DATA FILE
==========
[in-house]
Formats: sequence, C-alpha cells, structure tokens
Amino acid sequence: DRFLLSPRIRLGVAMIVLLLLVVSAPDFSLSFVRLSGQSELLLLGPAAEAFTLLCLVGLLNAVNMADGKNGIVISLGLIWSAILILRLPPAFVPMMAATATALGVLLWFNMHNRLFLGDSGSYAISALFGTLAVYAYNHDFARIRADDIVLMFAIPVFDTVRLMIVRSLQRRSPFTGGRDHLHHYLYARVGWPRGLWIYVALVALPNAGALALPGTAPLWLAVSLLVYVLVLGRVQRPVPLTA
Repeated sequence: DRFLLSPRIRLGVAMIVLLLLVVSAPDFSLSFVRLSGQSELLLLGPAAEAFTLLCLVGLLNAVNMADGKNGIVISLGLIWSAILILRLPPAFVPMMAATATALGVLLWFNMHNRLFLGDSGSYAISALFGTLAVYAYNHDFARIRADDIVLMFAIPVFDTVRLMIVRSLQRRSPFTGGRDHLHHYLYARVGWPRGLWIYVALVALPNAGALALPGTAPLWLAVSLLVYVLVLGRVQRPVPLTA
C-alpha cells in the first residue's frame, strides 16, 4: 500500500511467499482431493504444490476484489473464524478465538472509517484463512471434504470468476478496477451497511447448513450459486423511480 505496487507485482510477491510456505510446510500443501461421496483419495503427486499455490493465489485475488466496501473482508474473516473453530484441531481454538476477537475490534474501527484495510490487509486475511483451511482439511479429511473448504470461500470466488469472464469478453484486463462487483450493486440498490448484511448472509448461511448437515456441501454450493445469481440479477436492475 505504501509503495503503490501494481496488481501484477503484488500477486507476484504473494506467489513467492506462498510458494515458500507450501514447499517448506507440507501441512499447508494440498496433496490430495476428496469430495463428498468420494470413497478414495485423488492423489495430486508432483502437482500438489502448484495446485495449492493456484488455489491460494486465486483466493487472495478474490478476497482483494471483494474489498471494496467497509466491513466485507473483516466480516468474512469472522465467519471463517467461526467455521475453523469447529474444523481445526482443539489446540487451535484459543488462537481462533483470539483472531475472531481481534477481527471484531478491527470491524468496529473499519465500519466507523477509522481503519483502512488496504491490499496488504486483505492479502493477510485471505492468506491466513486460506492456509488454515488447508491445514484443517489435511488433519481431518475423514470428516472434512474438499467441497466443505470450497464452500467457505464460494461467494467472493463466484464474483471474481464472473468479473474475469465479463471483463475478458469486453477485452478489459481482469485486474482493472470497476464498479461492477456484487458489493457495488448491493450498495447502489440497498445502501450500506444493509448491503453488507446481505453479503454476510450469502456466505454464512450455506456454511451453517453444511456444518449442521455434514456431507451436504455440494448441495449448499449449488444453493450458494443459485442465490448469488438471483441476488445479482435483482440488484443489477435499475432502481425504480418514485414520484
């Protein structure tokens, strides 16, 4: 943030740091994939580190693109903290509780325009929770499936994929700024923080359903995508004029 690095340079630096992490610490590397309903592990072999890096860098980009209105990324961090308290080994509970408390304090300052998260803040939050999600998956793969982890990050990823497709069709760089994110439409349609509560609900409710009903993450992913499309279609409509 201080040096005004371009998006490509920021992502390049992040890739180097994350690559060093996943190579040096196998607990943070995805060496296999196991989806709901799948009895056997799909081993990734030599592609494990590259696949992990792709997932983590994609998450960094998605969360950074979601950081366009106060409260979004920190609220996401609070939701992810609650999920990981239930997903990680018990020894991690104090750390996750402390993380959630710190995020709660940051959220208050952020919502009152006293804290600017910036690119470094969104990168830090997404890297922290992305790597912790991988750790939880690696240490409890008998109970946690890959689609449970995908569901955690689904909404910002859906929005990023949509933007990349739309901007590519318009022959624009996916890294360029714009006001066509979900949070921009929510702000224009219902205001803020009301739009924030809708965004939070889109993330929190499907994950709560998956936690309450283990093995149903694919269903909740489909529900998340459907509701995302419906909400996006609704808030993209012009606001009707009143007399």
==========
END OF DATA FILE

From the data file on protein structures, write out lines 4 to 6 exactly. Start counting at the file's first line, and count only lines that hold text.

Repeated sequence: DRFLLSPRIRLGVAMIVLLLLVVSAPDFSLSFVRLSGQSELLLLGPAAEAFTLLCLVGLLNAVNMADGKNGIVISLGLIWSAILILRLPPAFVPMMAATATALGVLLWFNMHNRLFLGDSGSYAISALFGTLAVYAYNHDFARIRADDIVLMFAIPVFDTVRLMIVRSLQRRSPFTGGRDHLHHYLYARVGWPRGLWIYVALVALPNAGALALPGTAPLWLAVSLLVYVLVLGRVQRPVPLTA
C-alpha cells in the first residue's frame, strides 16, 4: 500500500511467499482431493504444490476484489473464524478465538472509517484463512471434504470468476478496477451497511447448513450459486423511480 505496487507485482510477491510456505510446510500443501461421496483419495503427486499455490493465489485475488466496501473482508474473516473453530484441531481454538476477537475490534474501527484495510490487509486475511483451511482439511479429511473448504470461500470466488469472464469478453484486463462487483450493486440498490448484511448472509448461511448437515456441501454450493445469481440479477436492475 505504501509503495503503490501494481496488481501484477503484488500477486507476484504473494506467489513467492506462498510458494515458500507450501514447499517448506507440507501441512499447508494440498496433496490430495476428496469430495463428498468420494470413497478414495485423488492423489495430486508432483502437482500438489502448484495446485495449492493456484488455489491460494486465486483466493487472495478474490478476497482483494471483494474489498471494496467497509466491513466485507473483516466480516468474512469472522465467519471463517467461526467455521475453523469447529474444523481445526482443539489446540487451535484459543488462537481462533483470539483472531475472531481481534477481527471484531478491527470491524468496529473499519465500519466507523477509522481503519483502512488496504491490499496488504486483505492479502493477510485471505492468506491466513486460506492456509488454515488447508491445514484443517489435511488433519481431518475423514470428516472434512474438499467441497466443505470450497464452500467457505464460494461467494467472493463466484464474483471474481464472473468479473474475469465479463471483463475478458469486453477485452478489459481482469485486474482493472470497476464498479461492477456484487458489493457495488448491493450498495447502489440497498445502501450500506444493509448491503453488507446481505453479503454476510450469502456466505454464512450455506456454511451453517453444511456444518449442521455434514456431507451436504455440494448441495449448499449449488444453493450458494443459485442465490448469488438471483441476488445479482435483482440488484443489477435499475432502481425504480418514485414520484
């Protein structure tokens, strides 16, 4: 943030740091994939580190693109903290509780325009929770499936994929700024923080359903995508004029 690095340079630096992490610490590397309903592990072999890096860098980009209105990324961090308290080994509970408390304090300052998260803040939050999600998956793969982890990050990823497709069709760089994110439409349609509560609900409710009903993450992913499309279609409509 201080040096005004371009998006490509920021992502390049992040890739180097994350690559060093996943190579040096196998607990943070995805060496296999196991989806709901799948009895056997799909081993990734030599592609494990590259696949992990792709997932983590994609998450960094998605969360950074979601950081366009106060409260979004920190609220996401609070939701992810609650999920990981239930997903990680018990020894991690104090750390996750402390993380959630710190995020709660940051959220208050952020919502009152006293804290600017910036690119470094969104990168830090997404890297922290992305790597912790991988750790939880690696240490409890008998109970946690890959689609449970995908569901955690689904909404910002859906929005990023949509933007990349739309901007590519318009022959624009996916890294360029714009006001066509979900949070921009929510702000224009219902205001803020009301739009924030809708965004939070889109993330929190499907994950709560998956936690309450283990093995149903694919269903909740489909529900998340459907509701995302419906909400996006609704808030993209012009606001009707009143007399």